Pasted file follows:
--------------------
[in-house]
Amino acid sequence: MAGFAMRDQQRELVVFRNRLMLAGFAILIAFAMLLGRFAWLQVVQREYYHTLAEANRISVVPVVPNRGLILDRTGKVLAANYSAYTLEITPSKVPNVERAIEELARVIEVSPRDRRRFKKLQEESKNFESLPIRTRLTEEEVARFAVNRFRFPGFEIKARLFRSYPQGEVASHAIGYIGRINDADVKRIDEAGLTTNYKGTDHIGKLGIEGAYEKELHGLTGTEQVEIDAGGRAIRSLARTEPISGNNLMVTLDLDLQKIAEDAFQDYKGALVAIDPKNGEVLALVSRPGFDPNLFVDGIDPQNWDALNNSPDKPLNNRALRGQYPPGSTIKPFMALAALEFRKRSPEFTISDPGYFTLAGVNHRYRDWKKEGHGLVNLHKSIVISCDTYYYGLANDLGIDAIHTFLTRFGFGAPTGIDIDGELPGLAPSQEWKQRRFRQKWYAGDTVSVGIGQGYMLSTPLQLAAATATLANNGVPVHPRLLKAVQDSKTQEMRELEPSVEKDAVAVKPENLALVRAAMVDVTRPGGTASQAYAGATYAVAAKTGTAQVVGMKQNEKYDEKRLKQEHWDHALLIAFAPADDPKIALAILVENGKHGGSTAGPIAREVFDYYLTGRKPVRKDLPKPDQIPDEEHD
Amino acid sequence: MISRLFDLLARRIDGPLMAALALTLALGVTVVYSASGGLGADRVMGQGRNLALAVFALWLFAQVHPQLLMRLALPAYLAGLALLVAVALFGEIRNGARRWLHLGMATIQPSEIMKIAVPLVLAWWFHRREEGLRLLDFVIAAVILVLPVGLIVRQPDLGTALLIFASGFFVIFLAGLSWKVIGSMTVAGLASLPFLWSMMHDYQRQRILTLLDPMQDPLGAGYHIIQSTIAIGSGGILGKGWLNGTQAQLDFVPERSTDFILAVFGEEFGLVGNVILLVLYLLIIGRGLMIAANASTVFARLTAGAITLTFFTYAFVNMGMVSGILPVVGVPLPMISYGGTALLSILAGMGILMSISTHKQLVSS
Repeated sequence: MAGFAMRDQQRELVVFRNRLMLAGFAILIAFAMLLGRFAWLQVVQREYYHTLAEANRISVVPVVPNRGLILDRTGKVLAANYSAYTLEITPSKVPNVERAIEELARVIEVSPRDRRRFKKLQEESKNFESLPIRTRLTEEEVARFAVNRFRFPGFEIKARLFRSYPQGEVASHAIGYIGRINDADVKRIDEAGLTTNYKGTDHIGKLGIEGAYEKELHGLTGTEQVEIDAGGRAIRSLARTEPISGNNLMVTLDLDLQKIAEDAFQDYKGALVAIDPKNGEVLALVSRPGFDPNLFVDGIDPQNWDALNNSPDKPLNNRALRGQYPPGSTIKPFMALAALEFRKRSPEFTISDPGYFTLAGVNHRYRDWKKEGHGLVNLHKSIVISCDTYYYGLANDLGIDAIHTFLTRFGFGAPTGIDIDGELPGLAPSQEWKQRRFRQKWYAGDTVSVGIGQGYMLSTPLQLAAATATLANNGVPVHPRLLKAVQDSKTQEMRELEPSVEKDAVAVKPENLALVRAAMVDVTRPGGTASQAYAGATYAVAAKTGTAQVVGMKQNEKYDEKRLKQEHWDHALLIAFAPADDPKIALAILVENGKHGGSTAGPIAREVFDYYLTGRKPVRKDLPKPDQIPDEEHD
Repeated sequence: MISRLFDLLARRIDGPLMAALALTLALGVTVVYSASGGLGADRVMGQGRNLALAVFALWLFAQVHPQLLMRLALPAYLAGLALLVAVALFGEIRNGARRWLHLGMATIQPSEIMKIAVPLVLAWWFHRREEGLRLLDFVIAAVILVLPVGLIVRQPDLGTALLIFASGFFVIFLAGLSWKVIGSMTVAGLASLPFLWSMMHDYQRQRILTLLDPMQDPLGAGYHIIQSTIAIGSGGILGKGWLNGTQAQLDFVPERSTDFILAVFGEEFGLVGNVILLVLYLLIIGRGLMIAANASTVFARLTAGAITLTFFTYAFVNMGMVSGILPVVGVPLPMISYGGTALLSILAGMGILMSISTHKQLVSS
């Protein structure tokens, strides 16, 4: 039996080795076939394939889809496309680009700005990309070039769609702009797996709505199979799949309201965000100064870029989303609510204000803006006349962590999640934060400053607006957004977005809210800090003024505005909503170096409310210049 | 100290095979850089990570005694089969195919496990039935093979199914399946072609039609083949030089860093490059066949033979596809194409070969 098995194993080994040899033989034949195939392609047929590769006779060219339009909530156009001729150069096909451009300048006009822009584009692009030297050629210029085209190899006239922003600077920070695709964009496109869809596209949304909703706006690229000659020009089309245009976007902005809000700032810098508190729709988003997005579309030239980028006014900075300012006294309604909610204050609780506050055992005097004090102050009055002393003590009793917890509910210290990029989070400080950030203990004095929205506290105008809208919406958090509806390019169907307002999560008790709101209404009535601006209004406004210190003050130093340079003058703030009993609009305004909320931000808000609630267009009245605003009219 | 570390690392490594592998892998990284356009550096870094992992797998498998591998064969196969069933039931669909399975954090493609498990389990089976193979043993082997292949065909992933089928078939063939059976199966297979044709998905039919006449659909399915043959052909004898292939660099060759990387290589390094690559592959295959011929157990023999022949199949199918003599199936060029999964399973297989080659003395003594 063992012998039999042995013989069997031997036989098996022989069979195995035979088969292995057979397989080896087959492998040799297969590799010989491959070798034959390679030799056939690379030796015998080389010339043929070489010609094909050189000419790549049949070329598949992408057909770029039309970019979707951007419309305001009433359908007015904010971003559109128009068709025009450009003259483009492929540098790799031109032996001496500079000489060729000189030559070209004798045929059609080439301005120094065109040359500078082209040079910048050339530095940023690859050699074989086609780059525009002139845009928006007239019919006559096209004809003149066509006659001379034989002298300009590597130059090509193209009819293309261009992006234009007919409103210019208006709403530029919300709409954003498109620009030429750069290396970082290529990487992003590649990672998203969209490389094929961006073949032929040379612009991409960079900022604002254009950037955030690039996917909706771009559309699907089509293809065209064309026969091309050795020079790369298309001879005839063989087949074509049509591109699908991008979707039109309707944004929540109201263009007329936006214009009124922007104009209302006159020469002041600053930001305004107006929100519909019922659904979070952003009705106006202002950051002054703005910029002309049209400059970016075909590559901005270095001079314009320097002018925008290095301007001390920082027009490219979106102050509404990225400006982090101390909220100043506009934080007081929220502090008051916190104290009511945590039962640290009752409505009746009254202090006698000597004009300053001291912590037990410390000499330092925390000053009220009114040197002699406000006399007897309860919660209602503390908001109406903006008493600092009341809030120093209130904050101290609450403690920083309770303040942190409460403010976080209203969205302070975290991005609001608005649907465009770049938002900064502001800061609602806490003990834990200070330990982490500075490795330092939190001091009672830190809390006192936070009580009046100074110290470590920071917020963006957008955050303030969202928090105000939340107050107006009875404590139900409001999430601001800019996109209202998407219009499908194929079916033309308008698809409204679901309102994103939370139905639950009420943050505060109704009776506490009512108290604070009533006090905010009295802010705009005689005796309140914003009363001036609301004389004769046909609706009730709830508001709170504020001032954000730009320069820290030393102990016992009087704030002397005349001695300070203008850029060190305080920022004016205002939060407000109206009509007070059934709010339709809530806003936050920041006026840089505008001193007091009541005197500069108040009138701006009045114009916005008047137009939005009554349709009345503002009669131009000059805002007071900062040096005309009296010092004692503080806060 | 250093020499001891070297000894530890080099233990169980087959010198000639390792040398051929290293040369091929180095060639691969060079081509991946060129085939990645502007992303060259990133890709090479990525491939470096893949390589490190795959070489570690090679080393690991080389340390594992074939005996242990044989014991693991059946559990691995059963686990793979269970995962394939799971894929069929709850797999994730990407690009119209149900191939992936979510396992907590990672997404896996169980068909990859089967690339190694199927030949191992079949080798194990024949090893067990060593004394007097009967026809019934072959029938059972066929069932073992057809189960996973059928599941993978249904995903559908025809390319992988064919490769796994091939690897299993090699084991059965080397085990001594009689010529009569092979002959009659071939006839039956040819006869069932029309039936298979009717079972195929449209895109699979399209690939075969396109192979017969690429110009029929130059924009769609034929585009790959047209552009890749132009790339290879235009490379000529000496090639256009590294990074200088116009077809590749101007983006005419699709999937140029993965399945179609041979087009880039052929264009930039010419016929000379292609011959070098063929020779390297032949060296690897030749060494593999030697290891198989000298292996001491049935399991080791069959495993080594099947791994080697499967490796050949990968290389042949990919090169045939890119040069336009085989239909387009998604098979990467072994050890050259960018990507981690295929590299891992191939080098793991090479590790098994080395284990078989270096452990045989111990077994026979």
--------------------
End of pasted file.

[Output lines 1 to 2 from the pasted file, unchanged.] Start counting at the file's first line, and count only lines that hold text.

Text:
[in-house]
Amino acid sequence: MAGFAMRDQQRELVVFRNRLMLAGFAILIAFAMLLGRFAWLQVVQREYYHTLAEANRISVVPVVPNRGLILDRTGKVLAANYSAYTLEITPSKVPNVERAIEELARVIEVSPRDRRRFKKLQEESKNFESLPIRTRLTEEEVARFAVNRFRFPGFEIKARLFRSYPQGEVASHAIGYIGRINDADVKRIDEAGLTTNYKGTDHIGKLGIEGAYEKELHGLTGTEQVEIDAGGRAIRSLARTEPISGNNLMVTLDLDLQKIAEDAFQDYKGALVAIDPKNGEVLALVSRPGFDPNLFVDGIDPQNWDALNNSPDKPLNNRALRGQYPPGSTIKPFMALAALEFRKRSPEFTISDPGYFTLAGVNHRYRDWKKEGHGLVNLHKSIVISCDTYYYGLANDLGIDAIHTFLTRFGFGAPTGIDIDGELPGLAPSQEWKQRRFRQKWYAGDTVSVGIGQGYMLSTPLQLAAATATLANNGVPVHPRLLKAVQDSKTQEMRELEPSVEKDAVAVKPENLALVRAAMVDVTRPGGTASQAYAGATYAVAAKTGTAQVVGMKQNEKYDEKRLKQEHWDHALLIAFAPADDPKIALAILVENGKHGGSTAGPIAREVFDYYLTGRKPVRKDLPKPDQIPDEEHD